The Nintendo Switch won't have another major public showing until January 12, but if a new report from Digital Foundry is correct, we already know some big details. Key among them: the Switch will run faster while docked vs undocked, and overall the system runs at a much lower speed than even many conservative estimates.
The report in question is regarding the Switch's CPU and GPU clock speeds. If you appreciate talk of 16 nanometer (nm) FinFET processors vs 21nm processors and CUDA cores, I highly recommend checking it out. But if you want the most important pieces pulled out, with the jargon broken down into something a bit more digestable, that's what I'm gonna do for you.
You may recall that we'd already heard from a VentureBeat report that the Switch is using a custom Tegra X1 chip. An off-the-shelf X1 runs at approximately 2GHz (2,000MHz), while according to Digital Foundry, the Nintendo Switch's CPU runs at a constant speed of 1,020MHz whether the system is docked or undocked. The Switch's CPU then, is about half as fast as a standard X1.
Don't let that discourage you, though. Keep in mind that a standard X1 is meant to power things like smartphones and tablets, which have to handle many more complicated tasks. The Nintendo Switch, by comparison, only needs to do one thing well: play video games. And for more insight into that, we need to look at the GPU.
At first glance, at least from a pure numbers perspective, things look even more dire here. We've made comparisons between the Nintendo Switch and the Nvidia Shield before, and for good reason; they're both portable gaming-oriented systems, powered by Nvidia tech, with the X1 at the heart of their designs. But where the Shield's GPU reaches speeds of 1GHz, the Switch's GPU caps at 768MHz - and in portable mode, its capabilities are reduced by 60%, down to 307.2MHz.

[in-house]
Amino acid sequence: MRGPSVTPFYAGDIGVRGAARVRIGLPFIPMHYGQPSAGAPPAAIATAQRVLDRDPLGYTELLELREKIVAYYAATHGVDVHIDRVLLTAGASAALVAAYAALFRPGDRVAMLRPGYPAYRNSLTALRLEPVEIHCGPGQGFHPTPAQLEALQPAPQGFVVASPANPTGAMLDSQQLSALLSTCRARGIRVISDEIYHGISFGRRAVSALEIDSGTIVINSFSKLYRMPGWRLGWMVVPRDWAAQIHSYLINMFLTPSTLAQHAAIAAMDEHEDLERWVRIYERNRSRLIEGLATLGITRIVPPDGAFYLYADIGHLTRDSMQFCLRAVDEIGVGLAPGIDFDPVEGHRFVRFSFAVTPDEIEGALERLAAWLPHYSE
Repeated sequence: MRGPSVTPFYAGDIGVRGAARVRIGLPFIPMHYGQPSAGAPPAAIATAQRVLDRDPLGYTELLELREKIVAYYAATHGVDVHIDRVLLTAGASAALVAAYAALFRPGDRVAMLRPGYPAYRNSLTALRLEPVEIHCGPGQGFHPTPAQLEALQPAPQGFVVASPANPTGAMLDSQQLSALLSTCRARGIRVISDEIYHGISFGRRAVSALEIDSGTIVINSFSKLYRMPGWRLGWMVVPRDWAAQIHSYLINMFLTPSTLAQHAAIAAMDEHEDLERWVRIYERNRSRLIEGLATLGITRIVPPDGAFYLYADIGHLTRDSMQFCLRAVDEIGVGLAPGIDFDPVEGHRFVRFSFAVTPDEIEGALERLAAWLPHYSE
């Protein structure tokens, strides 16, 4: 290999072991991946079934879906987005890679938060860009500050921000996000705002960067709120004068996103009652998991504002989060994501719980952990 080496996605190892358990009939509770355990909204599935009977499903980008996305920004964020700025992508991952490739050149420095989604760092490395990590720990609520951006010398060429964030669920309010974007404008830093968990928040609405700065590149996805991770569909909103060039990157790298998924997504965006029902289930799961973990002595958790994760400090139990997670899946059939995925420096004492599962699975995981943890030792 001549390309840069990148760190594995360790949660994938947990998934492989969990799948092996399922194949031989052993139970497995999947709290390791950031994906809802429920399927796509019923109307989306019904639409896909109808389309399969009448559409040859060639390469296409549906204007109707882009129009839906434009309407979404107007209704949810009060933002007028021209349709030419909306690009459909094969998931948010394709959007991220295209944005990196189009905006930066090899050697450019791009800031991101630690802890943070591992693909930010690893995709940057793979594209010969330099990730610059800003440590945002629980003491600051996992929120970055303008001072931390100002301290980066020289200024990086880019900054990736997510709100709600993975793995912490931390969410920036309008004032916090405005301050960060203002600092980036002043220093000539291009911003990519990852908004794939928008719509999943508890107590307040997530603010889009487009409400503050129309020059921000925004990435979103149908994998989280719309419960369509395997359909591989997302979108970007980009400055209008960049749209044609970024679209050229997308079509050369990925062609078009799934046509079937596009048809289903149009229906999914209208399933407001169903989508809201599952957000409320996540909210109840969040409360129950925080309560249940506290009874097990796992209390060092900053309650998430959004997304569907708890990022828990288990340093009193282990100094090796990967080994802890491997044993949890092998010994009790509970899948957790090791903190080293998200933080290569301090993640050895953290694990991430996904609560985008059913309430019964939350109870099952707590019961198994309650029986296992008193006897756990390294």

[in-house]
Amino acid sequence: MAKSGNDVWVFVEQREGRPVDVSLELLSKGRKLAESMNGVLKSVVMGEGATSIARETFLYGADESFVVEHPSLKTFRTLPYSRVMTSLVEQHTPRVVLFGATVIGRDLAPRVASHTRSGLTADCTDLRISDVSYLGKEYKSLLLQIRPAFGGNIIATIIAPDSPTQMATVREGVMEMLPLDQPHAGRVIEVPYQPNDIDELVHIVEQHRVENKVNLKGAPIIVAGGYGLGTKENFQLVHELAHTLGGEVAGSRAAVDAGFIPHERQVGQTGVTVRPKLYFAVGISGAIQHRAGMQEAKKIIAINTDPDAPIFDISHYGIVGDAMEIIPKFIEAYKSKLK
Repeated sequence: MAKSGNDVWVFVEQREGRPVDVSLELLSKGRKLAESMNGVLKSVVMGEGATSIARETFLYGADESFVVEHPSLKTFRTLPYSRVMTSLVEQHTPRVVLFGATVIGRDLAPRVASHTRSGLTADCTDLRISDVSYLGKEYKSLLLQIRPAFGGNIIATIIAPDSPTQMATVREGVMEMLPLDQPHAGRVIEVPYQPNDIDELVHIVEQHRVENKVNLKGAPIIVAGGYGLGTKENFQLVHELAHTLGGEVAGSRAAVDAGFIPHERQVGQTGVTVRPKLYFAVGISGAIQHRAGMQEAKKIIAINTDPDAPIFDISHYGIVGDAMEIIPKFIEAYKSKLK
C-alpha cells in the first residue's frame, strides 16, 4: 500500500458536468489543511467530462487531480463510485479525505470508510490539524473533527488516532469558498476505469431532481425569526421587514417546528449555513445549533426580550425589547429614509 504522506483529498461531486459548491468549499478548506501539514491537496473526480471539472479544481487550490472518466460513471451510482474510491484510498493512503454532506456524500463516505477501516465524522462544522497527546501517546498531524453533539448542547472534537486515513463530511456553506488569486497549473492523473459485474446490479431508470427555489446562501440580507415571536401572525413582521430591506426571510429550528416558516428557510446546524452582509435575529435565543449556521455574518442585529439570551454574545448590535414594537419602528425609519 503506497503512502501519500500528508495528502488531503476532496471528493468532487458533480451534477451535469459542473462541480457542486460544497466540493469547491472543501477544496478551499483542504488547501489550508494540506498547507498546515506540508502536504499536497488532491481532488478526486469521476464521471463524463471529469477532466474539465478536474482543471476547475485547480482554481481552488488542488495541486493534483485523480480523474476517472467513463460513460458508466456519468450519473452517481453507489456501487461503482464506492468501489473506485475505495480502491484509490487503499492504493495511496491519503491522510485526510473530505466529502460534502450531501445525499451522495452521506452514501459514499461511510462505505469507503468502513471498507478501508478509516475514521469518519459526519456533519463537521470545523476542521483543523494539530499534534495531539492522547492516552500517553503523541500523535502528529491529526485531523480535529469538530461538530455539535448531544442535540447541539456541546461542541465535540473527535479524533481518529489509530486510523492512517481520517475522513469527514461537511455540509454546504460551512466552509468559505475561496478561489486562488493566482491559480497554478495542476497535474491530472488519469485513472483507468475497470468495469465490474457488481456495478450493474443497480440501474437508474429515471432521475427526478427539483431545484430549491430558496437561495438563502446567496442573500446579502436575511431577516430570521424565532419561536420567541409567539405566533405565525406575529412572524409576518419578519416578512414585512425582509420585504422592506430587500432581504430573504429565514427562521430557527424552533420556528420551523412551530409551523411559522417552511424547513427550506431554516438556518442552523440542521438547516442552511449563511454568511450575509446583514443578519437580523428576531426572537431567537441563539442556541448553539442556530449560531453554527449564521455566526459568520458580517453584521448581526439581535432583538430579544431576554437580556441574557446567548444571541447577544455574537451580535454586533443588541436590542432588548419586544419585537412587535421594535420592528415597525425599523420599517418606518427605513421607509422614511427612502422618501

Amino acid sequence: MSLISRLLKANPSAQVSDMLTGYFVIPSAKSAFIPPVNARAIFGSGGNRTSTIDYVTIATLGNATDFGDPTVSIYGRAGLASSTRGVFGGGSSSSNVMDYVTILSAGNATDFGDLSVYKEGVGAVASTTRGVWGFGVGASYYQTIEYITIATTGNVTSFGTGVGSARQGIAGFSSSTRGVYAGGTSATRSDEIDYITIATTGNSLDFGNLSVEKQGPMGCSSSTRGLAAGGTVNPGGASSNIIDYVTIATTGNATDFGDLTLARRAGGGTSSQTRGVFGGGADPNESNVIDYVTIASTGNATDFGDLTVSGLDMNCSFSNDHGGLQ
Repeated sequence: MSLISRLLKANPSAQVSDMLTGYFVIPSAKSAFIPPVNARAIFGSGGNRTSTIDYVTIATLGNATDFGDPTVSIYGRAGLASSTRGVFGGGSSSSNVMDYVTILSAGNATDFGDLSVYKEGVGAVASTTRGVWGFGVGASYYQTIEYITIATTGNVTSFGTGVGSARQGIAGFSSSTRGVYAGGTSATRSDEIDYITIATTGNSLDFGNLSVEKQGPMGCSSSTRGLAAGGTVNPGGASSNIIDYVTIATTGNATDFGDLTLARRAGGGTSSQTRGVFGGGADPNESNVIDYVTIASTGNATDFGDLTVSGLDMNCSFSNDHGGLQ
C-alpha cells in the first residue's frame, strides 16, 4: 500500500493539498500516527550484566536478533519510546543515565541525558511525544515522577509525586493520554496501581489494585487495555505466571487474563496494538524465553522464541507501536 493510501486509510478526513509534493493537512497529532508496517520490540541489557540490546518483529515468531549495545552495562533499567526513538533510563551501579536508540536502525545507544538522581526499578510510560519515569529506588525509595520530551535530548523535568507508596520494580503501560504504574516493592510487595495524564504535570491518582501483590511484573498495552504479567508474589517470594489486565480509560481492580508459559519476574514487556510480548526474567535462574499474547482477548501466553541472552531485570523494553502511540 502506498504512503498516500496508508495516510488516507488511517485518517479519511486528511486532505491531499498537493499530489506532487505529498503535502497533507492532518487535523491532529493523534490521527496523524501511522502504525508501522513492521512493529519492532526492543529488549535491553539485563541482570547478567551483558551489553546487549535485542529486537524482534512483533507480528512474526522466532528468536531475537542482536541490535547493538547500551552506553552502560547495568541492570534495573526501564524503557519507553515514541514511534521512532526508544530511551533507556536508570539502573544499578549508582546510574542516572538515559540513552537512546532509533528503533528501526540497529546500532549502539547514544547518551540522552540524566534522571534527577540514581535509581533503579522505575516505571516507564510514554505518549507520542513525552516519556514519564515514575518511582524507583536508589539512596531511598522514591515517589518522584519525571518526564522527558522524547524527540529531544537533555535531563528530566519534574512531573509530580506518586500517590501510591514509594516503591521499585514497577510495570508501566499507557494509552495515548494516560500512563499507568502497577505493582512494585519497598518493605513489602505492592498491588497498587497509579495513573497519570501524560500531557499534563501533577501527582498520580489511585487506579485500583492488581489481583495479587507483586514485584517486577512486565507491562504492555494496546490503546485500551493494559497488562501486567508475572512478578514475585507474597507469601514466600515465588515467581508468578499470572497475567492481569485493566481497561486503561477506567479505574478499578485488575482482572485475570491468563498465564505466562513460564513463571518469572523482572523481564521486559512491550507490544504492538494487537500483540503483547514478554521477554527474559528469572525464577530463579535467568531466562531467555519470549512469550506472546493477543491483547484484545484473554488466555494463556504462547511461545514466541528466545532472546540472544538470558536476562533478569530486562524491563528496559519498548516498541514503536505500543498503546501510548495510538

Take away the big numbers and what does that mean? This won't be like holding a portable Xbox One or PS4, and a docked Nintendo Switch has 2.5 times the graphical power of a Nintendo Switch held in someone's hands. This makes sense - after all, the Switch isn't going to need the same amount of oomph when it's outputting to its own 720p screen as opposed to your massive television. And lower power consumption means less heat, and less battery drain.
Nintendo has stated that the dock does not provide any extra processing to the Switch, and that's still technically true - the dock only provides electrical power, not graphical power. It's the system itself that switches (ha) from a high-power mode when docked to a low-power mode when taken on the go.
These numbers are lower than a lot of us would have liked - myself included - but keep in mind that speed is not the full picture. A Ferrari and Prius can both go 60 miles per hour, but one of these is going to be way more efficient in how it burns gas. In the same way, a custom Tegra X1-powered Switch (even running at slower speeds than an Nvidia Shield) should still out-perform a Wii U in terms of performance vs speed.
Just don't buy a Switch expecting to get games that will look as good as they do on the competition. Think of it this way: people flocked to the Wii because it was easy to use and centered itself around motion controls, not because of how the games looked. So too should people look at the Switch for its nature as an all-in-one console, not its graphical prowess (or lack thereof).
We still don't have the full picture on the Switch's capabilities, but it's clear that those who were hoping for a return to the days when Sony, Microsoft, and Nintendo were more or less on equal footing are bound to be a bit disappointed. Those looking for a device with a long battery life that doesn't get hot in your hands and can seamlessly transition between serving as a home console and a handheld one, however, could end up pretty happy.
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